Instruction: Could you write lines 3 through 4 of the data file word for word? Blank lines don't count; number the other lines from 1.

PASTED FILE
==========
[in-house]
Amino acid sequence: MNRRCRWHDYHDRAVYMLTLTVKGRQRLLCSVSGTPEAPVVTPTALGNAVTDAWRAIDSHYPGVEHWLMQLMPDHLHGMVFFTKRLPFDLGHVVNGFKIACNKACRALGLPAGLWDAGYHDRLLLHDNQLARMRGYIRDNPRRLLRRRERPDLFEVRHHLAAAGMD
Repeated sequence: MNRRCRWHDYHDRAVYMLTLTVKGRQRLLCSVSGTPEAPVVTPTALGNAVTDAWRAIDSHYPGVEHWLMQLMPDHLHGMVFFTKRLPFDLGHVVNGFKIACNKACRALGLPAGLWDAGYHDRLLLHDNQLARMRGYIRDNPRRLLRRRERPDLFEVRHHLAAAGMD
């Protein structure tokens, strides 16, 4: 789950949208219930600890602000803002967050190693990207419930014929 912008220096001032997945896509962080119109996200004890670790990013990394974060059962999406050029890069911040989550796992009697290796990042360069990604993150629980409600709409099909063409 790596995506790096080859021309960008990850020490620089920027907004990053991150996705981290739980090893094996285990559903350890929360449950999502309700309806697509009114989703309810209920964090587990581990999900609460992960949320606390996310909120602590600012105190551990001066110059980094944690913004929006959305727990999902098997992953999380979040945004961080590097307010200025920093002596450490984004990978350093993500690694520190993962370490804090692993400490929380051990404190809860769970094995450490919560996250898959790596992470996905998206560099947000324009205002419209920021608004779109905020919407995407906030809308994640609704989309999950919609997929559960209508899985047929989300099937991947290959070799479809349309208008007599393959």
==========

Repeated sequence: MNRRCRWHDYHDRAVYMLTLTVKGRQRLLCSVSGTPEAPVVTPTALGNAVTDAWRAIDSHYPGVEHWLMQLMPDHLHGMVFFTKRLPFDLGHVVNGFKIACNKACRALGLPAGLWDAGYHDRLLLHDNQLARMRGYIRDNPRRLLRRRERPDLFEVRHHLAAAGMD
């Protein structure tokens, strides 16, 4: 789950949208219930600890602000803002967050190693990207419930014929 912008220096001032997945896509962080119109996200004890670790990013990394974060059962999406050029890069911040989550796992009697290796990042360069990604993150629980409600709409099909063409 790596995506790096080859021309960008990850020490620089920027907004990053991150996705981290739980090893094996285990559903350890929360449950999502309700309806697509009114989703309810209920964090587990581990999900609460992960949320606390996310909120602590600012105190551990001066110059980094944690913004929006959305727990999902098997992953999380979040945004961080590097307010200025920093002596450490984004990978350093993500690694520190993962370490804090692993400490929380051990404190809860769970094995450490919560996250898959790596992470996905998206560099947000324009205002419209920021608004779109905020919407995407906030809308994640609704989309999950919609997929559960209508899985047929989300099937991947290959070799479809349309208008007599393959």